Supported housing funding isn't sweetness and roses

February 13th, 2017 by Rachael Byrne - Home Group Executive Director New Models of care in Care and Support blog

Dried roses on a white wooden background

Was it a coincidence the consultation on supported and sheltered housing closed on February 13th?

A deadline of Valentine’s Day wouldn’t have been appropriate as things certainly haven’t been all roses and sweet messages. Reaching consensus on how to respond hasn’t been easy.

Social care funding, or the lack of, has again exploded onto the news agenda, and the link between health and social care is ever apparent.

If we put housing into the mix as well, it is clear the future of supported housing does lie in integration and outcomes for the customer that deliver on housing, health and care.

It’s a message which has been repeatedly made by providers and patients’ groups within the sectors for a number of years. In some parts of the country there has been great progress achieving greater integration which results in both improved outcomes for patients and greater efficiencies for the taxpayer.

Home Group’s mental health step down service in Blackpool is just one example of where integration works well. We provide accommodation and support to people who are medically ready to leave hospital but can’t be discharged because they have no-where to go.

Supported housing, when done correctly, can not only provide a home, it can facilitate patient discharges, it can also prevent admissions to hospital in the first place; which frankly is in the interests of both patient and tax payer.

The important part of that sentence though is when done correctly and that involves adequate funding. Supported housing transforms people’s lives but it comes at a cost.

I think it’s fair to say Government didn’t appreciate that when it first introduced proposals to transform Local Housing Allowances (LHA). To give credit where it’s due though it didn’t take Ministers and their advisors very long to listen to the sector and realise what they were proposing was unworkable.

We’ve had extensions to the current funding regime but in April 2019 things will change when top up funding is made available to local authorities. And the time to influence that funding model is now.

So what are Home Group’s wish lists? And why should anyone care? I’ll answer those questions in reverse. As the UK’s largest provider of supported housing services working in more than 200 local authorities we think we know a little about what makes the sector tick.

Dealing with services as varied as domestic violence, drug and alcohol recovery, mental health, ex-offenders, homelessness and older people’s services we have gained a wealth of experience in the last three decades.

What’s on our wish list?

Who runs the top up?

  • Well, one of the questions DCLG asks is; ‘Where should the funding sit in local authority and in two tier areas which authority should have control?’

    I firmly believe this should sit with County Councils rather than District Councils. They are responsible for much of the social care provision on offer and by aligning top up funds to social care budgets it will drive efficiency and value for money.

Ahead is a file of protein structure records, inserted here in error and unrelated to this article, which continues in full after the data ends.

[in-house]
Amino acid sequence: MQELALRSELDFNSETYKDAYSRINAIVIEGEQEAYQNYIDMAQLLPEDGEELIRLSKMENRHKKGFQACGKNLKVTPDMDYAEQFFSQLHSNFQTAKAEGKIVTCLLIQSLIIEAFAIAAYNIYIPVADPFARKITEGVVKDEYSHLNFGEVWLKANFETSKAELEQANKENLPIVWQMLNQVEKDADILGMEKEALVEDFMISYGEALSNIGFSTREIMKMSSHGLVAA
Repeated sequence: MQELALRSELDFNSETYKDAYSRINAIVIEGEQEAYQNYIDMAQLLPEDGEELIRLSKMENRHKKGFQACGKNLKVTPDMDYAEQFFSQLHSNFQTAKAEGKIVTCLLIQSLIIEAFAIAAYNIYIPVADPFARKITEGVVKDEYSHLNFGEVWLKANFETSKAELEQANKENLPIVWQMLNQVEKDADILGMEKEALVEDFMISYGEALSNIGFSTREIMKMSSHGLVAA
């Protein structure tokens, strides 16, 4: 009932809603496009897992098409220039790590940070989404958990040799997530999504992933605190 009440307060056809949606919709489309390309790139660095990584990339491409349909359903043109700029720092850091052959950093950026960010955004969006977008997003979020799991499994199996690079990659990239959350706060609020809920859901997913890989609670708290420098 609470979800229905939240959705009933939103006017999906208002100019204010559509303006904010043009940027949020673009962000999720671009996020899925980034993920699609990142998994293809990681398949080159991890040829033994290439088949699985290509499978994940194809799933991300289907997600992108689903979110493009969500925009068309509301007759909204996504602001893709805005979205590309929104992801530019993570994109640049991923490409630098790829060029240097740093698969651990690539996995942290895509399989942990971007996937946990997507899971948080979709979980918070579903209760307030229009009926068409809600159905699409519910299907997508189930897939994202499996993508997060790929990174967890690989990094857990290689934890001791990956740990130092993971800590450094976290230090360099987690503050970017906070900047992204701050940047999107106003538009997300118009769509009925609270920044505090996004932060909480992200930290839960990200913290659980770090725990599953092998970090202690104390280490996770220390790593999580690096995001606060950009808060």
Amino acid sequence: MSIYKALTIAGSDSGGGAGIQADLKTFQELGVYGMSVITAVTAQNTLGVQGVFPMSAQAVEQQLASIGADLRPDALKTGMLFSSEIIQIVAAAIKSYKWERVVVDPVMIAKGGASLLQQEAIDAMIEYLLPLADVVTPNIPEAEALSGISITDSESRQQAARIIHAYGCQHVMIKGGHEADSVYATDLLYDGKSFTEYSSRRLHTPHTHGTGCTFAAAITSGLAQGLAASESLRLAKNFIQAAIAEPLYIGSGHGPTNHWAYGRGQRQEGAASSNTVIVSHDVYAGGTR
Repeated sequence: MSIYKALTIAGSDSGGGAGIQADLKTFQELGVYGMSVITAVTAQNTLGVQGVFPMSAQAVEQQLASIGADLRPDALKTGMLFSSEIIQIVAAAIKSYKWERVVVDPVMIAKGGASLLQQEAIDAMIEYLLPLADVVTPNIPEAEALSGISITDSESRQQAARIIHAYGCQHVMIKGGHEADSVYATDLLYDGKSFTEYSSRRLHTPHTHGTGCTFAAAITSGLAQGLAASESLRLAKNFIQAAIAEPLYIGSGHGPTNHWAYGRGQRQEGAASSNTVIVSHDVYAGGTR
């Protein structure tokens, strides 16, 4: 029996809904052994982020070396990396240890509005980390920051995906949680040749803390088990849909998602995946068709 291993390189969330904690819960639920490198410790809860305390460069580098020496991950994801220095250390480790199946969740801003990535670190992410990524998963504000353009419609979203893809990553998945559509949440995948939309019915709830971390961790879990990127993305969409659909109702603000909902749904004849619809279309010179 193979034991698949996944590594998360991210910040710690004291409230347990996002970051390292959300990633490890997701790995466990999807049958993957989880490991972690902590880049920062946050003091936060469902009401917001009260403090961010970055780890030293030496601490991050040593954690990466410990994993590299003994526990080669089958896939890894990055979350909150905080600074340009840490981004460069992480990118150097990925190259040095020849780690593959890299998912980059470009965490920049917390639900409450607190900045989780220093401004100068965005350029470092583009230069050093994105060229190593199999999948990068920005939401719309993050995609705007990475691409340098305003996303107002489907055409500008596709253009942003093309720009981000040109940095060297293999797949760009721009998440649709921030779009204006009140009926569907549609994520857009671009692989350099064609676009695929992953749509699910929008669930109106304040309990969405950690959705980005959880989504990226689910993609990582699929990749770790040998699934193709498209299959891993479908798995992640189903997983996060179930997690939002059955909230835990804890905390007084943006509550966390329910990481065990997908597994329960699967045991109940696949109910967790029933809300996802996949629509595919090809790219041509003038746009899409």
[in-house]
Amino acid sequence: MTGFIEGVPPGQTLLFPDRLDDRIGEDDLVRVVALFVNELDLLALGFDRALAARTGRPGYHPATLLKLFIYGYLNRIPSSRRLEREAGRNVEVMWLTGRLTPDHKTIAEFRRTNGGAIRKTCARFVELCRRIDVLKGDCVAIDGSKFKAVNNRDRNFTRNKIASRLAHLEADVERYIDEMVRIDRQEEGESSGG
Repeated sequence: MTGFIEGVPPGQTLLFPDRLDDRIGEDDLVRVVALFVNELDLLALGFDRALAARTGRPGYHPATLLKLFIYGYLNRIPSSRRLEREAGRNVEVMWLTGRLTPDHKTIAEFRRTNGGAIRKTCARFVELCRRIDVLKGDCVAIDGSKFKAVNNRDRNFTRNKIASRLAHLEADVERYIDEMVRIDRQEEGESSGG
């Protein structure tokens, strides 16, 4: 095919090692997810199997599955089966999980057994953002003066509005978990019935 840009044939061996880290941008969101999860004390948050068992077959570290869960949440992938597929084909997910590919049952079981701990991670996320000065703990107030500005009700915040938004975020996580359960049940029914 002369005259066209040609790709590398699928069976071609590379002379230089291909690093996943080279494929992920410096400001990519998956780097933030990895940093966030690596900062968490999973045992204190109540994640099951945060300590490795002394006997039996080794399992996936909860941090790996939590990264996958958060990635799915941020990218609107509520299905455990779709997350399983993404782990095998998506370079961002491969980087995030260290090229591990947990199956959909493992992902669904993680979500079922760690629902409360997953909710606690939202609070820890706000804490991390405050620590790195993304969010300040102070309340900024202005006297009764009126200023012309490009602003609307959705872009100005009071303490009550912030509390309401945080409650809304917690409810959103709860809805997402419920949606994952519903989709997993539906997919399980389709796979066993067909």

In addition working at County Council level offers more opportunities for further collaboration between health, social care and supported housing. It isn’t easy, after all Districts will still be responsible for housing, but if it has to go somewhere then the upper tier simply makes more sense. 
How do we protect the system over time?
  • Allocation of top up funding to local authorities should recognise that while in some areas of the UK the LHA more than covers the cost of supported housing, in others LHA doesn’t even cover rent or service charges. Put simply in areas where rents are at the lower end of the scale, and subsequently LHA is lower, more money will be needed in top up funds to ensure the viability of existing services.

    The top up fund not only needs to take into account regional variations but also safeguard against variations in demand over time.

    The Government has pledged to ‘ensure that the sector continues to be funded at current levels’. It needs to be explicitly stated by Government that they will provide an annual uprating which is linked to support housing need.

    Failure of funding to keep pace with inflation and demand will result in either a per capita loss of funding or rationing of services to only the most vulnerable. So to keep politicians honest we’d like to see an annual update to Parliament which provides a figure on the level of need.

Demonstrating the difference we make

  • Home Group firmly believes that any funding model should be supported with a binding national commissioning framework. This would ensure standards nationally while still allowing local flexibility. Failure to do this would mean outcomes being measured exclusively at local levels and do nothing to further drive the integration of housing, health and care.

    Home Group’s supported and sheltered housing provides homes, support and care for 30k customers every year. Seeing through the proposals and making our voice heard is vital.

    We owe to it our current customers, our social purpose and most of all to the customers that will need homes, support and care in the future.